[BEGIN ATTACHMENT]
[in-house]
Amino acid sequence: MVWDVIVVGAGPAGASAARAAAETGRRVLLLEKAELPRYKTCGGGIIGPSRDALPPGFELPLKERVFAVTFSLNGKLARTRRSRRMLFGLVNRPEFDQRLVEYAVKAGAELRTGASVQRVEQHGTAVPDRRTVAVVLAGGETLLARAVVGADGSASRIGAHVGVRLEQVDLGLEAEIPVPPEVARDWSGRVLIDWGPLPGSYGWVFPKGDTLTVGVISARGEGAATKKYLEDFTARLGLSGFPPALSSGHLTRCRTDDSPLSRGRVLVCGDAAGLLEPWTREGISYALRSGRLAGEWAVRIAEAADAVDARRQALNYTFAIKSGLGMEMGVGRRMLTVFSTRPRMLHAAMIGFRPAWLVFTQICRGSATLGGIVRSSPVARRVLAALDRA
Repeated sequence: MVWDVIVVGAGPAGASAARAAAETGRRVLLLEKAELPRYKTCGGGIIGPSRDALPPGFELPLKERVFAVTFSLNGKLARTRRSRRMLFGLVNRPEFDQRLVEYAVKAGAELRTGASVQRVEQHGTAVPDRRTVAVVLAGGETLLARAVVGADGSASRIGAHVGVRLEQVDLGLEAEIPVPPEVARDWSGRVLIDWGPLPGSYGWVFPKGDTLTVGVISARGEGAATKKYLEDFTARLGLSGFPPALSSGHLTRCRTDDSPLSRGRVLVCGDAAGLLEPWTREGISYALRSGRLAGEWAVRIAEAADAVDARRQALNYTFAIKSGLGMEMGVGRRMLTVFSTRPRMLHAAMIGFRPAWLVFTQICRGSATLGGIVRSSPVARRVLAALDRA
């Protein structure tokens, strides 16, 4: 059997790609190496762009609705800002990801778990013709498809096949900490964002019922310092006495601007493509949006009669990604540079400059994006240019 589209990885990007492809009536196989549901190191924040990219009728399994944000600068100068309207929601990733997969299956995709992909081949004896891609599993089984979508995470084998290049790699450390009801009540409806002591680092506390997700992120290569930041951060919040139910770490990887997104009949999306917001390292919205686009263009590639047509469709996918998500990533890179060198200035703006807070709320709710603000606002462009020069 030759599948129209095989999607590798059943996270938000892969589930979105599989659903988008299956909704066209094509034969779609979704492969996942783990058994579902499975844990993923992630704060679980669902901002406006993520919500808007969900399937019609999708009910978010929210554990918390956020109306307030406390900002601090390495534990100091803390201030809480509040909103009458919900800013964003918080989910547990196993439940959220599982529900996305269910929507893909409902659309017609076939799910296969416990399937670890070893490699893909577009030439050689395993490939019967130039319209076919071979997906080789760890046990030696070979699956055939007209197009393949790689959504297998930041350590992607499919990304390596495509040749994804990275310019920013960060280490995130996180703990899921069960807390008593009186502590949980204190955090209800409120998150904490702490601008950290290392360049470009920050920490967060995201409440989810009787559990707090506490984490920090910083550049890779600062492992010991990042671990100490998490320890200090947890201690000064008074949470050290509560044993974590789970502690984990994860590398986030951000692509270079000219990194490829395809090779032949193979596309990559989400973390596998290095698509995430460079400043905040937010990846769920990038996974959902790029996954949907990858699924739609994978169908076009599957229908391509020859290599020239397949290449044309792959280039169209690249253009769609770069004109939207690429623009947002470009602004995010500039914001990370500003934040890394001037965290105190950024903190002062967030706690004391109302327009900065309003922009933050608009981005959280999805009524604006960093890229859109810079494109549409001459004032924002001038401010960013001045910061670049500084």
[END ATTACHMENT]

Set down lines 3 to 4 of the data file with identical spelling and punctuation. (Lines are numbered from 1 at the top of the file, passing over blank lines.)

Repeated sequence: MVWDVIVVGAGPAGASAARAAAETGRRVLLLEKAELPRYKTCGGGIIGPSRDALPPGFELPLKERVFAVTFSLNGKLARTRRSRRMLFGLVNRPEFDQRLVEYAVKAGAELRTGASVQRVEQHGTAVPDRRTVAVVLAGGETLLARAVVGADGSASRIGAHVGVRLEQVDLGLEAEIPVPPEVARDWSGRVLIDWGPLPGSYGWVFPKGDTLTVGVISARGEGAATKKYLEDFTARLGLSGFPPALSSGHLTRCRTDDSPLSRGRVLVCGDAAGLLEPWTREGISYALRSGRLAGEWAVRIAEAADAVDARRQALNYTFAIKSGLGMEMGVGRRMLTVFSTRPRMLHAAMIGFRPAWLVFTQICRGSATLGGIVRSSPVARRVLAALDRA
């Protein structure tokens, strides 16, 4: 059997790609190496762009609705800002990801778990013709498809096949900490964002019922310092006495601007493509949006009669990604540079400059994006240019 589209990885990007492809009536196989549901190191924040990219009728399994944000600068100068309207929601990733997969299956995709992909081949004896891609599993089984979508995470084998290049790699450390009801009540409806002591680092506390997700992120290569930041951060919040139910770490990887997104009949999306917001390292919205686009263009590639047509469709996918998500990533890179060198200035703006807070709320709710603000606002462009020069 030759599948129209095989999607590798059943996270938000892969589930979105599989659903988008299956909704066209094509034969779609979704492969996942783990058994579902499975844990993923992630704060679980669902901002406006993520919500808007969900399937019609999708009910978010929210554990918390956020109306307030406390900002601090390495534990100091803390201030809480509040909103009458919900800013964003918080989910547990196993439940959220599982529900996305269910929507893909409902659309017609076939799910296969416990399937670890070893490699893909577009030439050689395993490939019967130039319209076919071979997906080789760890046990030696070979699956055939007209197009393949790689959504297998930041350590992607499919990304390596495509040749994804990275310019920013960060280490995130996180703990899921069960807390008593009186502590949980204190955090209800409120998150904490702490601008950290290392360049470009920050920490967060995201409440989810009787559990707090506490984490920090910083550049890779600062492992010991990042671990100490998490320890200090947890201690000064008074949470050290509560044993974590789970502690984990994860590398986030951000692509270079000219990194490829395809090779032949193979596309990559989400973390596998290095698509995430460079400043905040937010990846769920990038996974959902790029996954949907990858699924739609994978169908076009599957229908391509020859290599020239397949290449044309792959280039169209690249253009769609770069004109939207690429623009947002470009602004995010500039914001990370500003934040890394001037965290105190950024903190002062967030706690004391109302327009900065309003922009933050608009981005959280999805009524604006960093890229859109810079494109549409001459004032924002001038401010960013001045910061670049500084």